We disagree and hold that the district court's finding that, under the totality of the circumstances, Native Americans do not have equal access to the political process in Thurston County is not clearly erroneous. See slip op. at 18. As stated above, under Johnson, 512 U.S. at 1000, proportionality is a relevant factor to be considered in the totality of the circumstances analysis. While plaintiffs must still show that, under the totality of the circumstances, the current voting scheme provides them with less opportunity than other voters to participate in the electoral process and elect representatives of their choice, see 42 U.S.C. §(s) 1973(b), the "[s]atisfaction of the necessary Gingles preconditions carries plaintiff[s] a long way towards showing a Section 2 violation." Harvell, 71 F.3d at 1390. The two primary factors considered in the totality of the circumstances analysis are: (1) the extent to which voting is racially polarized and (2) the extent to which minorities have been elected under the challenged scheme. Id., citing Gingles, 478 U.S. at 48-49 n. 15. The district court did not clearly err in finding "racial polarization" based upon its analysis of various Thurston County elections from 1978 to 1992 which "indicate that Native Americans overwhelmingly vote for Native American candidates and whites vote for white candidates to defeat the Native American candidate of choice." Slip op. at 14. This finding also explains the lack of success achieved by Native American candidates. Despite the evidence presented by Thurston County that Native Americans have enjoyed "some success in elections and employment," the district court's finding that "racial polarization and minimal white crossover voting results in a legally significant white bloc vote to defeat Native American candidates of choice" is not clearly erroneous. Id.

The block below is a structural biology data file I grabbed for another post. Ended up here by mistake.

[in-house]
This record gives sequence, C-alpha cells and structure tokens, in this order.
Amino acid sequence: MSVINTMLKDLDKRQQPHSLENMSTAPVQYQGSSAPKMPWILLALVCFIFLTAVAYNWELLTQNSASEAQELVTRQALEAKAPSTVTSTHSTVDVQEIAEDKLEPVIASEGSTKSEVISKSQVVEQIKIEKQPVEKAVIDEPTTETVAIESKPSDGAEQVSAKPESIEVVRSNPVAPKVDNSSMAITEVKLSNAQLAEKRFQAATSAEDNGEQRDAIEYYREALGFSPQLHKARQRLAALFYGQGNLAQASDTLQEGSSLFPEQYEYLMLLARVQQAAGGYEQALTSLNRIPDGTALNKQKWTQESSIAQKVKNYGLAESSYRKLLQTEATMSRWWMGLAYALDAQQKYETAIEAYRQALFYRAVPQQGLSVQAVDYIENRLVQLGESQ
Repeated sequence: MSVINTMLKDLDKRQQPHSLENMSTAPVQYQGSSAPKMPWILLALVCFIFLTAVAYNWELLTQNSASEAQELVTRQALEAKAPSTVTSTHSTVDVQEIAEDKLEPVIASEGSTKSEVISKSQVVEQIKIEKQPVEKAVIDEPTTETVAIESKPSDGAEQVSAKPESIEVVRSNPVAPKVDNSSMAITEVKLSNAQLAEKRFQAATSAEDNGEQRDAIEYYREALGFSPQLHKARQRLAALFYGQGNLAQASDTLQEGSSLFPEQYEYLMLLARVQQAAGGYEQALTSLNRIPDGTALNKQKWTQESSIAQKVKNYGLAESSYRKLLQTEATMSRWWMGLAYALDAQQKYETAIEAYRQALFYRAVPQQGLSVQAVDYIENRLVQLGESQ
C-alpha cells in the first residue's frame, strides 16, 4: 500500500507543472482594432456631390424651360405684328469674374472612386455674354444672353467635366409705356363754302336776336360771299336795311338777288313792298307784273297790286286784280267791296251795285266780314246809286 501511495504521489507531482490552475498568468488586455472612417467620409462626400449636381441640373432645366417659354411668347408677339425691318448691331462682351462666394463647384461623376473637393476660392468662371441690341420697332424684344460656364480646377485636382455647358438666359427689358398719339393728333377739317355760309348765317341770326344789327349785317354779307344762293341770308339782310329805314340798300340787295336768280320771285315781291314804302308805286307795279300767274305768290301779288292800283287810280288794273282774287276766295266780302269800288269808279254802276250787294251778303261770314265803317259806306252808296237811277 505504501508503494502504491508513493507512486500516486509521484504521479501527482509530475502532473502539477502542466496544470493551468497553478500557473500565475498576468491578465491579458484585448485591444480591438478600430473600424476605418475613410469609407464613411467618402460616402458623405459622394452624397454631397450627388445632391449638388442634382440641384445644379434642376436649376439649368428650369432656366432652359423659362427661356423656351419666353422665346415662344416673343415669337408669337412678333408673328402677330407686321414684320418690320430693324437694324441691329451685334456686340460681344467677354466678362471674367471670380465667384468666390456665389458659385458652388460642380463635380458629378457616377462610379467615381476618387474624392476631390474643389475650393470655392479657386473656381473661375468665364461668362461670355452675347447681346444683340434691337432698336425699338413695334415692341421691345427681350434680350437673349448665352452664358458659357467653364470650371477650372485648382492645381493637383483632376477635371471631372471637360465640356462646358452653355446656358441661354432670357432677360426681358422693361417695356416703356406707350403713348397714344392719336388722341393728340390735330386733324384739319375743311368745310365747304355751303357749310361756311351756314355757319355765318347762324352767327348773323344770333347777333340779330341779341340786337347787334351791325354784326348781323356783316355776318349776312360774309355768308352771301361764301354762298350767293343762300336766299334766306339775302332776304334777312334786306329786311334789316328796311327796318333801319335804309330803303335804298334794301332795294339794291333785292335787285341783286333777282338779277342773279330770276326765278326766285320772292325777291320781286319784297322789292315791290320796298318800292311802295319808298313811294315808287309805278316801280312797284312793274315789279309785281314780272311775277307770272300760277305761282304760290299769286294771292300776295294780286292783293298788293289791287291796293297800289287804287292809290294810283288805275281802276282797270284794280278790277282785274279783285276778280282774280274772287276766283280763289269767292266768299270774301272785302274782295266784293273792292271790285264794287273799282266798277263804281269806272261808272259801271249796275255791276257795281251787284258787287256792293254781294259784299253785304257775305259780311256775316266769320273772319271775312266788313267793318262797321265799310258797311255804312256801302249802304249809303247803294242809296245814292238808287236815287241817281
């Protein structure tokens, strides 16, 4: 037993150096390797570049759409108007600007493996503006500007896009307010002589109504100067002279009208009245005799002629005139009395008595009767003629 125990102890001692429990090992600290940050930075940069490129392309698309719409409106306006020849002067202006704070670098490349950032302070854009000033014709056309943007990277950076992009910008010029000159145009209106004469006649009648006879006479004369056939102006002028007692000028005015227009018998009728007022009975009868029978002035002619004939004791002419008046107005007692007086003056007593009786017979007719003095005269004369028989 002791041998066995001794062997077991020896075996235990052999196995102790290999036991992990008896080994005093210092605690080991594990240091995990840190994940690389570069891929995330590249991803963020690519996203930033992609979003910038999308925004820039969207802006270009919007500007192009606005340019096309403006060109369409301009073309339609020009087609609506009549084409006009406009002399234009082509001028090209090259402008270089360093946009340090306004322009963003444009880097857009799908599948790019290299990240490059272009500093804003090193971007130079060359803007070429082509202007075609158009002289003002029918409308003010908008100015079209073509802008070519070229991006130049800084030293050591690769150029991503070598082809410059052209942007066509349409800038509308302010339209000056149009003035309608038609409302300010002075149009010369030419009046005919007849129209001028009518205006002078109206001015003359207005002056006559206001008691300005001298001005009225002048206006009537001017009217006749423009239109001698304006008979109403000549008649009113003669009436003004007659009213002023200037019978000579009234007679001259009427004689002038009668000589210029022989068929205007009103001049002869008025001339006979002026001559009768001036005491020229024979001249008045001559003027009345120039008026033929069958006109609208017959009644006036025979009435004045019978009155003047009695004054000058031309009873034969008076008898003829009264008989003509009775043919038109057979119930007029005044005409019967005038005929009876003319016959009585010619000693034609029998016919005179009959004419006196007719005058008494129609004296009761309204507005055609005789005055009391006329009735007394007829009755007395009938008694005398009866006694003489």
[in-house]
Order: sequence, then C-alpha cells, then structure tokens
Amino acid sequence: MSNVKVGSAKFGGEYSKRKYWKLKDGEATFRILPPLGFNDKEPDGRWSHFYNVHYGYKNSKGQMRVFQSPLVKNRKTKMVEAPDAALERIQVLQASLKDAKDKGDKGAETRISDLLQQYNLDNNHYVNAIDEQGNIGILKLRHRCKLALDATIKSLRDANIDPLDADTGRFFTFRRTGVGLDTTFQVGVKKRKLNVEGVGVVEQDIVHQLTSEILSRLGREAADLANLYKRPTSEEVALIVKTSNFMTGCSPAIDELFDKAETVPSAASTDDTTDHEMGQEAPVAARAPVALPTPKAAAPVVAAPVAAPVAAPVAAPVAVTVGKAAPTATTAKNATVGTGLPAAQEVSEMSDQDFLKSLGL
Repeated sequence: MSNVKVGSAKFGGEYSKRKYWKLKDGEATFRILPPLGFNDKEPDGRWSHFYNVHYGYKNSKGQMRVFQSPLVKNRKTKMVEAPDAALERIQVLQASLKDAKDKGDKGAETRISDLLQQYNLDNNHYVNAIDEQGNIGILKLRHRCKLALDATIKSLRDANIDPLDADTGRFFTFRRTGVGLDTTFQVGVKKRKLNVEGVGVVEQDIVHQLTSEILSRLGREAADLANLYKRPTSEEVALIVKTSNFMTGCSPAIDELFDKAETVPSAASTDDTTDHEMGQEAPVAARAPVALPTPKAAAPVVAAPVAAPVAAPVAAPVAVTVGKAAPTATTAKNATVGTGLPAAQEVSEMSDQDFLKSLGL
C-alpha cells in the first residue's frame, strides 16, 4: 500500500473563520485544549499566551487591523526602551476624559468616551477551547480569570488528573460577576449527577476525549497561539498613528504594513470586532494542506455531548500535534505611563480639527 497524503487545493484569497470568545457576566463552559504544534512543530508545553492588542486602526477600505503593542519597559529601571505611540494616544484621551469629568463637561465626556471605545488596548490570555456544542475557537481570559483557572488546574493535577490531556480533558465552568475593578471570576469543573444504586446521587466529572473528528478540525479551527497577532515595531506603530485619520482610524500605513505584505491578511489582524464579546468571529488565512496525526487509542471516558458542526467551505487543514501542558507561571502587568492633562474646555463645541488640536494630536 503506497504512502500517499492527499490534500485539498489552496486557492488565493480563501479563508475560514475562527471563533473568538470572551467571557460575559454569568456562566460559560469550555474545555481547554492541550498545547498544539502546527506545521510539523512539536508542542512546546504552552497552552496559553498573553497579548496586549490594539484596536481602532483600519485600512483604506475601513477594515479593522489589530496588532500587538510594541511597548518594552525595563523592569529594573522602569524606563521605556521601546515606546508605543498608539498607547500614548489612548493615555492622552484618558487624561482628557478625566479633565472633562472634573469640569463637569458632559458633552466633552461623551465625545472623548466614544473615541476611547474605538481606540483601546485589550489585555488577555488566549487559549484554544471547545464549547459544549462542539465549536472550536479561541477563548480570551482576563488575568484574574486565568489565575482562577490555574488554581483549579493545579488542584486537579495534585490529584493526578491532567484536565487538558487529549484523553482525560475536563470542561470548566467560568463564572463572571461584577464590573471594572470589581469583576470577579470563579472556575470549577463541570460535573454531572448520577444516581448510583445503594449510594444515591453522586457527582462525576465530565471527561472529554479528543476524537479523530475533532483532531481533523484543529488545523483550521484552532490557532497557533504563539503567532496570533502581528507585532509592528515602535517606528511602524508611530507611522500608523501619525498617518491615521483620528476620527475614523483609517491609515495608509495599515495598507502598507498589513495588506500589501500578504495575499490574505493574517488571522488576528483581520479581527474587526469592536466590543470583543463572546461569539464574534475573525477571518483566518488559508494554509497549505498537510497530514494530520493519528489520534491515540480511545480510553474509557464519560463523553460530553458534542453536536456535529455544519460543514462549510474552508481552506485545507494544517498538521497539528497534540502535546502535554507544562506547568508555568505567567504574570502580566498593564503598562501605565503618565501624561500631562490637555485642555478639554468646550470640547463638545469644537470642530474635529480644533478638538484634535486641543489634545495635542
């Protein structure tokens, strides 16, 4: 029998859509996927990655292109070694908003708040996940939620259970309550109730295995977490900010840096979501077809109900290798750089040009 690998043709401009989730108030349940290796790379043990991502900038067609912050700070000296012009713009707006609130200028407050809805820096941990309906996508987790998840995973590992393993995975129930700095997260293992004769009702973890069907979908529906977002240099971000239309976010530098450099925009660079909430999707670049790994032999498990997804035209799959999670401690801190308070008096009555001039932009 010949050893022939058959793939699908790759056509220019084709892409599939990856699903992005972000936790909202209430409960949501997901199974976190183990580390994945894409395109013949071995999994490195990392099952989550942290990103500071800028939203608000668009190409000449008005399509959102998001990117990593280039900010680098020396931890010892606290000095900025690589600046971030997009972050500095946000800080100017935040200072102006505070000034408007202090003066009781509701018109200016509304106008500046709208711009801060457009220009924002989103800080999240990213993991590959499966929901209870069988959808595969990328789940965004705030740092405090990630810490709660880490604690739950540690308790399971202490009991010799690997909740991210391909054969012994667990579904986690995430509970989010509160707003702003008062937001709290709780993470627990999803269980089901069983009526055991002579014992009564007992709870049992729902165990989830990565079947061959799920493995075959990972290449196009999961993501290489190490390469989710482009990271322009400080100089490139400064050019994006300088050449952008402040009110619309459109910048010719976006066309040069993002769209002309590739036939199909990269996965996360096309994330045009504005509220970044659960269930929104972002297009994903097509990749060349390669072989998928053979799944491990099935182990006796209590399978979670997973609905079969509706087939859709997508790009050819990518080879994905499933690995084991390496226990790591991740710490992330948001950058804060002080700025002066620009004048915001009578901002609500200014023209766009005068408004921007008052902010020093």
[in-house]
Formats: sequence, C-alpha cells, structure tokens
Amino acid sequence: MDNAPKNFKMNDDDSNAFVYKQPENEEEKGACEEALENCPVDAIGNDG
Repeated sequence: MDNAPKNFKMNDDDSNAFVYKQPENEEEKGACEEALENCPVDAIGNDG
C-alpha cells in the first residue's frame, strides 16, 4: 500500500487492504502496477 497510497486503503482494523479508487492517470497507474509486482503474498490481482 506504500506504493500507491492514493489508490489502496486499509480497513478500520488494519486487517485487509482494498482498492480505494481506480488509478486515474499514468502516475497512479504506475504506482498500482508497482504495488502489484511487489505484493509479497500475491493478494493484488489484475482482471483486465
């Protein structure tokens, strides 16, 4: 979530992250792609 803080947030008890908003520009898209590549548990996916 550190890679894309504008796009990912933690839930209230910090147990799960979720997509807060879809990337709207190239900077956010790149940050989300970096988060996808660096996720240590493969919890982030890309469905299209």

Other totality factors, while not essential to support plaintiffs' claim, support the district court's finding of a Section(s) 2 violation. See Harvell, 71 F.3d at 1390. The district court found that Native Americans bear the effects of social, economic, and educational discrimination and concluded that "it is obvious that Native Americans lag behind whites in areas such as housing, poverty and employment." Slip op. at 15-16. We cannot say that these findings are clearly erroneous. Nor can we say that the district court's finding of overt and subtle racial discrimination in the community is clearly erroneous. Id. at 16. Thurston County, School District 13, and the Village each employ only one Native American, and social organizations in Thurston County are not racially mixed. Consequently, the white majority has little interaction with most Native American candidates, and, therefore, the opportunity to become known as a person and to be trusted with public office is not equal. This disparate socio-economic status is causally connected to Native Americans' depressed level of political participation, despite Thurston County's efforts to register Native Americans to vote.